A.Jackson Avro Aircraft since 1908 (Putnam)
The Burga Monoplane
In 1912 A. V. Roe and Company built a shoulder-wing monoplane to the designs of Lt. Burga of the Peruvian Navy, who wished to try out some highly original ideas on aircraft control. The machine was constructed at Brownsfield Mills at the same time as the Avro Type E prototype and used the same tail and undercarriage, but the fuselage was much slimmer and the engine a 50 h.p. Gnome rotary. It is probable that the Burga monoplane was, in fact, the Avro 502 of which no details survive except that it was a single seat monoplane.
Rectangular monoplane wings were wire braced to strong points on the undercarriage and to a pylon built above the fuselage. There was no wing warping, lateral control being obtained by two 'rudders', one above and one below the fuselage, working in opposite directions. The design made provisions for wings of varying camber which fitted at varying angles of incidence to give the machine any desired performance.
Lt. Burga took a shed at Shoreham where the machine was test flown on November 20, 1912 by H. R. Simms. The mainplanes fitted were those best suited for maximum speed and the pilot reported that it was certainly fast and had a good rate of climb. Further taxying trials were made by H. S. Powell in the following month, and in January 1913 the Burga monoplane returned to the Avro works at Manchester for modification.
Manufacturers: A. V. Roc and Company, Brownsfield Mills, Great Ancoats Street, Manchester; and Shoreham Aerodrome, Sussex
Power Plant: One 50 h.p. Gnome
Dimensions: Length 29 ft. 0 in.
Production: One aircraft only, first flown at Shoreham 20.11.12
M.Goodall, A.Tagg British Aircraft before the Great War (Schiffer)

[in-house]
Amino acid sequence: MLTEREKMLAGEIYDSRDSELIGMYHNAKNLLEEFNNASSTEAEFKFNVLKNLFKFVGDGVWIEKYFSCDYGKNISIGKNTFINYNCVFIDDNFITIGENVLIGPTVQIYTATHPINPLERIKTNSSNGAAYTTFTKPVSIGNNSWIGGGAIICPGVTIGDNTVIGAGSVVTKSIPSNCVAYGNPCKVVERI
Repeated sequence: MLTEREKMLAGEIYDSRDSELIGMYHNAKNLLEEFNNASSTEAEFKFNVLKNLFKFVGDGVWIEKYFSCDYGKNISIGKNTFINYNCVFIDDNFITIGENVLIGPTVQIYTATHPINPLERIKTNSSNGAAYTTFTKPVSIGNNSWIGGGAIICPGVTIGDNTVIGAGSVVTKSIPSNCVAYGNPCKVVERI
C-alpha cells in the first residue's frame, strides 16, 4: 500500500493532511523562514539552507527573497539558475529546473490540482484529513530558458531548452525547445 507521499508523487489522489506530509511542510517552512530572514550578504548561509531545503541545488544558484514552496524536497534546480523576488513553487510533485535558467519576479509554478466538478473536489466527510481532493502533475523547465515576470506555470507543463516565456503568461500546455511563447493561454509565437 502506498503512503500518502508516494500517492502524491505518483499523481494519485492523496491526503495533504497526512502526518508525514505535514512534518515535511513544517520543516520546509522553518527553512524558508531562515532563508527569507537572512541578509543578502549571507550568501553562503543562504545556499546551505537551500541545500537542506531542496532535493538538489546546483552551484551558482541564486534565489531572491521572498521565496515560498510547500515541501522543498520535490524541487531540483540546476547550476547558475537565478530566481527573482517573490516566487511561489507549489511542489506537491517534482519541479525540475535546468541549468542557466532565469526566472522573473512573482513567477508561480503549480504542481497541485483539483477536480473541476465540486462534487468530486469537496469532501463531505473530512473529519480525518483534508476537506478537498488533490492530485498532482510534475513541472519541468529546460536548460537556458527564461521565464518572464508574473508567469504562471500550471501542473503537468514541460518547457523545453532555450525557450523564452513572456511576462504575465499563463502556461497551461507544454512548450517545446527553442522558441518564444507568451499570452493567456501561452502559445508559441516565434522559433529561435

Deleted by request of (c)Schiffer Publishing
P.Lewis British Aircraft 1809-1914 (Putnam)
A Peruvian naval officer, Lt. R. Burga, designed this two-seat tractor monoplane, which was built during 1912 by A. V. Roe and Co. The machine incorporated several unusual features, including wings with variable camber and a unique form of lateral control, consisting of two additional rudders mounted one above and one below the fore-fuselage. The engine was a 50 h.p. Gnome, the sole aircraft built being tested at Shoreham in November, 1912.
Flight, November 23, 1912.
Quite an interesting machine has made its appearance at the Shoreham aerodrome. It is a monoplane which has been built to the designs of Lieut. R. Burga of the Peruvian Navy by Messrs. A. V. Roe and Co., whose flying school, it will be remembered, took up its quarters there some time since. From the photograph of the machine we are able to reproduce this week, it will be noticed that it is novel in having two vertical rudders, one above and the other below the fuselage, just forward of the pilot's cockpit. It is to these rudders that the maintenance of the craft's lateral stability has been entrusted, for no provisions have been made so that the pilot can control this by wing warping. The wings themselves are constructed on a principle that enables them to vary their camber according to the speed at which it is desired the machine should fly. With Lieut. Burga's permission we hope to be able to review this machine in a future issue.
It is of unusual interest to hear that Mr. H. Barber, whose opinions on matters relating to aviation are so highly valued, left suddenly for Constantinople a week ago yesterday.
Flight, November 30, 1912.
Since last week the new Burga monoplane at Shoreham has been undergoing its preliminary tests. It has proved very fast, and from the extremely short run that it takes before leaving the ground, it seems that the specially shaped wings are, in practical test, giving the efficiency that they exhibited when tested in miniature in the laboratory. The peculiar rudders above and below the fuselage that our last week's photograph showed are only a temporary measure for obtaining stability, for a device will be embodied in the design whereby stability will be controlled automatically